WHAT YOU NEED TO KNOW ABOUT MEMBER IDS, DEDUCTIBLES, AND MEDIGAP PLANS.
By Christine Schneider
Billing Medicare can be dizzying work because of the multiple updates to policies from year to year, and sometimes even from month to month. In 2020, there are changes to Medicare that will affect your billing if not handled correctly. Below are three changes to make note of now, so you hit your stride on January 1st.
Changes to Medicare Member IDs on January 1
- You must submit claims with the Medicare Beneficiary Identifier (MBI). CMS will reject claims submitted with the Health Insurance Claim Number (HICN), with limited exceptions.
- You must submit all eligibility transactions with the MBI. CMS will reject all eligibility transactions submitted with the HICN
Changes to Medicare Deductible for 2020
- The Part B deductible will increase in 2020 from $185 to $197. For those who collect Social Security or Railroad Retirement Benefits, this amount will be automatically deducted from your monthly benefits check.
- The Part A deductible will increase from $1,364 to $1,420 in 2020. For most people, Part A is premium free.
Changes in Medigap Plans
- The Medicare Access and CHIP Re-Authorization Act of 2015 eliminates all Medigap Plans that cover the Medicare Part B deductible.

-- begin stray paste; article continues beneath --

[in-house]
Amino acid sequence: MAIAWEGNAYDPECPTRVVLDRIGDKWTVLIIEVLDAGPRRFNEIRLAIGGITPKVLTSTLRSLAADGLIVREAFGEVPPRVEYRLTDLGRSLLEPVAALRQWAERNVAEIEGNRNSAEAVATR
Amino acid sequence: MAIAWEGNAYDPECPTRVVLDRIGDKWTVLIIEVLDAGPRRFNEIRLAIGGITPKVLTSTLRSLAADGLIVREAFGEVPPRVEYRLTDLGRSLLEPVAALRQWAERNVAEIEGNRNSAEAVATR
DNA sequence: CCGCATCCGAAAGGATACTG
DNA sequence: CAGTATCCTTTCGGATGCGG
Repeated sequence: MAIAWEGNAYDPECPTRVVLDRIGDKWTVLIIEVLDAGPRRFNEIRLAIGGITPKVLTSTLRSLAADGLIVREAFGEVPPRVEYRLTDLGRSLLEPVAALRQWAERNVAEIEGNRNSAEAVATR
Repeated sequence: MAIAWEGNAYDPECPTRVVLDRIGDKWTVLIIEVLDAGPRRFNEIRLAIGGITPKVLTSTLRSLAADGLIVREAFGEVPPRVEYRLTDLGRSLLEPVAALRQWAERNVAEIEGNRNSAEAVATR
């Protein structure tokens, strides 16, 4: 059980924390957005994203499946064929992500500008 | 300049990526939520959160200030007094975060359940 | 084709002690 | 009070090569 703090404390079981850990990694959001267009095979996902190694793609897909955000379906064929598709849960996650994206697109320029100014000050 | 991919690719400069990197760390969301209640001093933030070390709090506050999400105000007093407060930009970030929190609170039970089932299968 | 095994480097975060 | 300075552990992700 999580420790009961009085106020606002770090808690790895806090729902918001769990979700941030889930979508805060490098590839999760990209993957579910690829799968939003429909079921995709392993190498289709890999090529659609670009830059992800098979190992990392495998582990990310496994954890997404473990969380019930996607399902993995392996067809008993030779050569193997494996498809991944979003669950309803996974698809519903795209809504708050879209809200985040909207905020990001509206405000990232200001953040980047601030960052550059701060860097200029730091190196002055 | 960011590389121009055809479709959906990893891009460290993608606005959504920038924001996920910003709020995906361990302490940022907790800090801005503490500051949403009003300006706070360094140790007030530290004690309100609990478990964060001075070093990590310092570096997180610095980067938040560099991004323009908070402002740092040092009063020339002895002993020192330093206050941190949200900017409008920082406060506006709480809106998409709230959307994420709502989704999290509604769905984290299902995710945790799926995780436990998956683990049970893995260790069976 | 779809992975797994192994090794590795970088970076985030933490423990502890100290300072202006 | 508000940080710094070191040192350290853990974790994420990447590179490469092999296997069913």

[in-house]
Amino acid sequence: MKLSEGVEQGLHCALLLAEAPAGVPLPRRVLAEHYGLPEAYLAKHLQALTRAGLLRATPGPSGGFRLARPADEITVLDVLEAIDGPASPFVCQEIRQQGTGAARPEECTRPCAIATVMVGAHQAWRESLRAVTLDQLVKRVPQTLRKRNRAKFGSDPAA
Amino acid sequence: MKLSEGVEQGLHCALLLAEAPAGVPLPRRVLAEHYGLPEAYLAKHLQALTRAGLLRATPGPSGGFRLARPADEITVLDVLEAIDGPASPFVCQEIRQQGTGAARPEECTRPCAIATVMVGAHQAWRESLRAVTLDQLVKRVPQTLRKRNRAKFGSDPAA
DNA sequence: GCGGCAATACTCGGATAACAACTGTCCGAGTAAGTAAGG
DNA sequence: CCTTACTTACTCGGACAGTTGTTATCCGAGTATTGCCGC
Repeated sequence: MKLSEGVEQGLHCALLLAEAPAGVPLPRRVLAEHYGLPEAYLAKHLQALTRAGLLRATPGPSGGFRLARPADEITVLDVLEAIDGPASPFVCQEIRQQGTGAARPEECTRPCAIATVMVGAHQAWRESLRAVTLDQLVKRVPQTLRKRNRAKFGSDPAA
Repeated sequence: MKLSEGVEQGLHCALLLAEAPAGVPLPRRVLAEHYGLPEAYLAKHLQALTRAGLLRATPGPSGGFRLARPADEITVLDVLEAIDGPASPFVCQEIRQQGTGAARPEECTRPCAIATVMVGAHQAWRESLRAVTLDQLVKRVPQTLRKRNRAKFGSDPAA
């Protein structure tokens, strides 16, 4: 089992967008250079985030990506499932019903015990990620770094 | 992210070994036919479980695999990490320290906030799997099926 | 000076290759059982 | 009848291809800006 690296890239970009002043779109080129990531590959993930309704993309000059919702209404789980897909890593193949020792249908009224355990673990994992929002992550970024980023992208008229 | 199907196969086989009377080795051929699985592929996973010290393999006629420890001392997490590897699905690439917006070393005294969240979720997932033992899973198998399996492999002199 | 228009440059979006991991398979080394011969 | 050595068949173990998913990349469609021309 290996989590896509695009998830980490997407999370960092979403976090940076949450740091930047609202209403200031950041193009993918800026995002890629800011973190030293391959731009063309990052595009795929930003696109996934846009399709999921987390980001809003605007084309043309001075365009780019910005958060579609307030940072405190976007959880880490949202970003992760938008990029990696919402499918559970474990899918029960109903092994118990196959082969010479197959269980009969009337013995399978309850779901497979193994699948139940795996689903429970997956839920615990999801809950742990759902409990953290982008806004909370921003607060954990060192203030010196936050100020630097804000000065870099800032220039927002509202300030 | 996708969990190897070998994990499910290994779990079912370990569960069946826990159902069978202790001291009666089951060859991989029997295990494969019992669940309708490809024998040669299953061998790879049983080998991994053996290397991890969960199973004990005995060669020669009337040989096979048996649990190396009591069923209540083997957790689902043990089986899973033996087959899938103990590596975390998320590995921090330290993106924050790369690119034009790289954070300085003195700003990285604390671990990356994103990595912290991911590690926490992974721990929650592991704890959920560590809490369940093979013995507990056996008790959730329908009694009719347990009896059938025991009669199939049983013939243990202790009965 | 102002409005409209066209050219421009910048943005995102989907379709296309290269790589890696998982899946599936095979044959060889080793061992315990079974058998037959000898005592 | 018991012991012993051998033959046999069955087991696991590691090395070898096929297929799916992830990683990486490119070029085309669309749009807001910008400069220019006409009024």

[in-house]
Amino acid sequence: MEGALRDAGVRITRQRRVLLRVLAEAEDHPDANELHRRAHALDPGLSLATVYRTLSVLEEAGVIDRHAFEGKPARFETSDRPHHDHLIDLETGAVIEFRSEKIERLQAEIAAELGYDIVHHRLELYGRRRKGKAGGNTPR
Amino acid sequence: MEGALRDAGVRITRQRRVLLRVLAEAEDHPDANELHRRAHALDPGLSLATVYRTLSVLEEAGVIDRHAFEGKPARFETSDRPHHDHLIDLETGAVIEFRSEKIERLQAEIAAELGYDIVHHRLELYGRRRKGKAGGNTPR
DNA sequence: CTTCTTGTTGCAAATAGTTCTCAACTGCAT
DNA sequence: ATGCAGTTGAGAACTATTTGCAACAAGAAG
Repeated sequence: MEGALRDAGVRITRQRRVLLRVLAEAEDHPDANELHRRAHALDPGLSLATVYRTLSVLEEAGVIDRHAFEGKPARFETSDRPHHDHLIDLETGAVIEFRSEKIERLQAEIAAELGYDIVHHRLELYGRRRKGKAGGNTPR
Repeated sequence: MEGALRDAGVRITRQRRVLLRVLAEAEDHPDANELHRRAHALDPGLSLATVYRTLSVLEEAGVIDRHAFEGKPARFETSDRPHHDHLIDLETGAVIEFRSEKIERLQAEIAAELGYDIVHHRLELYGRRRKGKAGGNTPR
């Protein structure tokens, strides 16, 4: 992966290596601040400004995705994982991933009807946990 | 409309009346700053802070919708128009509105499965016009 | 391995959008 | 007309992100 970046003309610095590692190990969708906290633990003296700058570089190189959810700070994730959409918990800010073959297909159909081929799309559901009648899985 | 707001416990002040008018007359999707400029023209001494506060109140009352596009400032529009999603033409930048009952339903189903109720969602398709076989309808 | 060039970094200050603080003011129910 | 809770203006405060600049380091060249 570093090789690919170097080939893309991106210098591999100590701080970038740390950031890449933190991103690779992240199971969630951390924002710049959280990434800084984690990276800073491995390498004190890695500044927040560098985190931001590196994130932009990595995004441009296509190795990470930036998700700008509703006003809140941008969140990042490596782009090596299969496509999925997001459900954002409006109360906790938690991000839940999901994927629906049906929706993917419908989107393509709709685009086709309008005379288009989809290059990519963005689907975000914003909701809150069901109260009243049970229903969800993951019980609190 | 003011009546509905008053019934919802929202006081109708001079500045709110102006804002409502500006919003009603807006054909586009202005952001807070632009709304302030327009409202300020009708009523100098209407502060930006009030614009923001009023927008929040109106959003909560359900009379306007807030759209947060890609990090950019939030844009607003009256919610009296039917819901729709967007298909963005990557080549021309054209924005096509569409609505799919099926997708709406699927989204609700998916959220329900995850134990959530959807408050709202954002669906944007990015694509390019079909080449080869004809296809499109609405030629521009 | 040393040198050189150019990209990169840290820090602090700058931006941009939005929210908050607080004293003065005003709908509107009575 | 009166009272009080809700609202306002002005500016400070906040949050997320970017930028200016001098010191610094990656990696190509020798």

- These changes to Medicare only impact beneficiaries who aren’t “Medicare-eligible” until after 2020. Patients who turned 65 prior to January 1st, 2020 can continue to enroll in these first-dollar coverage plans after they have been discontinued.
- Patients with a first-dollar coverage plan can remain on that plan. They don’t need to make any changes to their coverage unless they’re simply comparing benefits and/or rates to see if there’s a better plan.
- Patients who are Medicare-eligible before 2020, but don’t enroll in Medicare Part B for one reason or another until after 2020, can still enroll in a first-dollar coverage plan to supplement Medicare benefits.
- Beneficiaries not eligible for Medicare until after 2020 have alternatives to keep out-of-pocket costs low. The only difference between the alternative plans and first-dollar coverage plans is the Part B deductible, which is $197 for 2020.
For more information, visit this website for the Medicap Coverage Chart for 2020: